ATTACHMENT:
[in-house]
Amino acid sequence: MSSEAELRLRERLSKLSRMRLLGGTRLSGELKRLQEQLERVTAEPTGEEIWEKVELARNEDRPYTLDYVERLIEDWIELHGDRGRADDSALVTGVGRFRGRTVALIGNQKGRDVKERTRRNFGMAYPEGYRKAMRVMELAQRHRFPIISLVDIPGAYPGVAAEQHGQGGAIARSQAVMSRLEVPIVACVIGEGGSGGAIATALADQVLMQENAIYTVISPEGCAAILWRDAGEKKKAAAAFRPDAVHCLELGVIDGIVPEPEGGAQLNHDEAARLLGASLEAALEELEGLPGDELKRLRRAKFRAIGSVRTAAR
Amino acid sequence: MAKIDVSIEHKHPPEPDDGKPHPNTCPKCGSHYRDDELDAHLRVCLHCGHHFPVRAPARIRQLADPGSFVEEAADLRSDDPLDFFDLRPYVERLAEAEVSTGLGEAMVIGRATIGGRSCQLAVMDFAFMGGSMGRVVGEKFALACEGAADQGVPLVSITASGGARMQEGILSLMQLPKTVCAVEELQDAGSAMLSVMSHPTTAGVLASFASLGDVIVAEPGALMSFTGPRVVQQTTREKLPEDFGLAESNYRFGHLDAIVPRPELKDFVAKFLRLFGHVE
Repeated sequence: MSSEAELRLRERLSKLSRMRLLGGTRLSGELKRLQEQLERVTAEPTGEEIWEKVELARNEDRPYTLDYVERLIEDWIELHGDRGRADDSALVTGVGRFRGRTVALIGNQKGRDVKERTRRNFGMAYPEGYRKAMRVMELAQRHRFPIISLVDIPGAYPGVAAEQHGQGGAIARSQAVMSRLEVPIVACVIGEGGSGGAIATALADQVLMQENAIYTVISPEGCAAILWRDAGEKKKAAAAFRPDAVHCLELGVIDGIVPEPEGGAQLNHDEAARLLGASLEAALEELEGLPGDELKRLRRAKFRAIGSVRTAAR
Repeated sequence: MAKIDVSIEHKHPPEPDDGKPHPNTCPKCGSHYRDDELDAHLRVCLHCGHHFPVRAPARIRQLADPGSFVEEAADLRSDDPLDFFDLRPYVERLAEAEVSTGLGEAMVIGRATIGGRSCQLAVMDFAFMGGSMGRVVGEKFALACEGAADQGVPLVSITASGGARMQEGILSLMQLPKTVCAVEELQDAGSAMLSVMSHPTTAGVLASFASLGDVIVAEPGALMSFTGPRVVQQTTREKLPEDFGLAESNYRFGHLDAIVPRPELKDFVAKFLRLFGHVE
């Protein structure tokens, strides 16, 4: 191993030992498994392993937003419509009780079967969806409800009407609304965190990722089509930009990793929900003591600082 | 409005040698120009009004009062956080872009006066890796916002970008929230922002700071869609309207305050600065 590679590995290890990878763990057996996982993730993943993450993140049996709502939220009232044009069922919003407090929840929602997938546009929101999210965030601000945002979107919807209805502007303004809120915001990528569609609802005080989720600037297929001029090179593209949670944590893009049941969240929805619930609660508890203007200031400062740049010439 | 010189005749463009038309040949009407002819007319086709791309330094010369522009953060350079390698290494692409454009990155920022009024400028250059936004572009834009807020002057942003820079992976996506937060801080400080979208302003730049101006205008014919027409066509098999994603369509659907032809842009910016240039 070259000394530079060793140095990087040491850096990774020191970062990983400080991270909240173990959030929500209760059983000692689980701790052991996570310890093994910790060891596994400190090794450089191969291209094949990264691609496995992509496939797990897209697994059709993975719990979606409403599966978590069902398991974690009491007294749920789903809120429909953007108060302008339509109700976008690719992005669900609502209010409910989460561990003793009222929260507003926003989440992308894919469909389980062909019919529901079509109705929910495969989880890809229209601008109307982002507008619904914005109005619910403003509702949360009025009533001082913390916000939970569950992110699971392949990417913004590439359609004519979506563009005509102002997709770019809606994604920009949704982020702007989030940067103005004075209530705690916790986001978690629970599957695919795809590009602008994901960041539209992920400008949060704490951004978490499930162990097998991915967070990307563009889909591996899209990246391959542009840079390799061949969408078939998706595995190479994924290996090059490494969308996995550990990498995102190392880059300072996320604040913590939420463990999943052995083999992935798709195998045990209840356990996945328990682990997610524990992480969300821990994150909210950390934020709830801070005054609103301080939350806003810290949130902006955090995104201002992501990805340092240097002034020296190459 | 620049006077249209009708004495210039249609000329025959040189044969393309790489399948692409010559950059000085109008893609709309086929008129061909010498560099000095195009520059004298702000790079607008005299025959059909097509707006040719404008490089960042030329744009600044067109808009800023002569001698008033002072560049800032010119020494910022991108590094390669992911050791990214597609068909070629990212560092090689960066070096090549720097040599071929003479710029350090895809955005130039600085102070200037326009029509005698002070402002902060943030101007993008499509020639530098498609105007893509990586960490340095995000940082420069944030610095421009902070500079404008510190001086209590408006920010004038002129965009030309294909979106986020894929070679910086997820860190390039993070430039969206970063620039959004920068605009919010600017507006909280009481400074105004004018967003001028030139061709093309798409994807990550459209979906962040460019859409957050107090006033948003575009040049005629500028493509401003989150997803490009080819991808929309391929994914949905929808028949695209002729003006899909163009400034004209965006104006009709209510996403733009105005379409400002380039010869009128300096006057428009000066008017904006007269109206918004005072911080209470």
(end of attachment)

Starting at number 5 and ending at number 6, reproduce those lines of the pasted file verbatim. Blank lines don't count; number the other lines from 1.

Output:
Repeated sequence: MAKIDVSIEHKHPPEPDDGKPHPNTCPKCGSHYRDDELDAHLRVCLHCGHHFPVRAPARIRQLADPGSFVEEAADLRSDDPLDFFDLRPYVERLAEAEVSTGLGEAMVIGRATIGGRSCQLAVMDFAFMGGSMGRVVGEKFALACEGAADQGVPLVSITASGGARMQEGILSLMQLPKTVCAVEELQDAGSAMLSVMSHPTTAGVLASFASLGDVIVAEPGALMSFTGPRVVQQTTREKLPEDFGLAESNYRFGHLDAIVPRPELKDFVAKFLRLFGHVE
């Protein structure tokens, strides 16, 4: 191993030992498994392993937003419509009780079967969806409800009407609304965190990722089509930009990793929900003591600082 | 409005040698120009009004009062956080872009006066890796916002970008929230922002700071869609309207305050600065 590679590995290890990878763990057996996982993730993943993450993140049996709502939220009232044009069922919003407090929840929602997938546009929101999210965030601000945002979107919807209805502007303004809120915001990528569609609802005080989720600037297929001029090179593209949670944590893009049941969240929805619930609660508890203007200031400062740049010439 | 010189005749463009038309040949009407002819007319086709791309330094010369522009953060350079390698290494692409454009990155920022009024400028250059936004572009834009807020002057942003820079992976996506937060801080400080979208302003730049101006205008014919027409066509098999994603369509659907032809842009910016240039 070259000394530079060793140095990087040491850096990774020191970062990983400080991270909240173990959030929500209760059983000692689980701790052991996570310890093994910790060891596994400190090794450089191969291209094949990264691609496995992509496939797990897209697994059709993975719990979606409403599966978590069902398991974690009491007294749920789903809120429909953007108060302008339509109700976008690719992005669900609502209010409910989460561990003793009222929260507003926003989440992308894919469909389980062909019919529901079509109705929910495969989880890809229209601008109307982002507008619904914005109005619910403003509702949360009025009533001082913390916000939970569950992110699971392949990417913004590439359609004519979506563009005509102002997709770019809606994604920009949704982020702007989030940067103005004075209530705690916790986001978690629970599957695919795809590009602008994901960041539209992920400008949060704490951004978490499930162990097998991915967070990307563009889909591996899209990246391959542009840079390799061949969408078939998706595995190479994924290996090059490494969308996995550990990498995102190392880059300072996320604040913590939420463990999943052995083999992935798709195998045990209840356990996945328990682990997610524990992480969300821990994150909210950390934020709830801070005054609103301080939350806003810290949130902006955090995104201002992501990805340092240097002034020296190459 | 620049006077249209009708004495210039249609000329025959040189044969393309790489399948692409010559950059000085109008893609709309086929008129061909010498560099000095195009520059004298702000790079607008005299025959059909097509707006040719404008490089960042030329744009600044067109808009800023002569001698008033002072560049800032010119020494910022991108590094390669992911050791990214597609068909070629990212560092090689960066070096090549720097040599071929003479710029350090895809955005130039600085102070200037326009029509005698002070402002902060943030101007993008499509020639530098498609105007893509990586960490340095995000940082420069944030610095421009902070500079404008510190001086209590408006920010004038002129965009030309294909979106986020894929070679910086997820860190390039993070430039969206970063620039959004920068605009919010600017507006909280009481400074105004004018967003001028030139061709093309798409994807990550459209979906962040460019859409957050107090006033948003575009040049005629500028493509401003989150997803490009080819991808929309391929994914949905929808028949695209002729003006899909163009400034004209965006104006009709209510996403733009105005379409400002380039010869009128300096006057428009000066008017904006007269109206918004005072911080209470």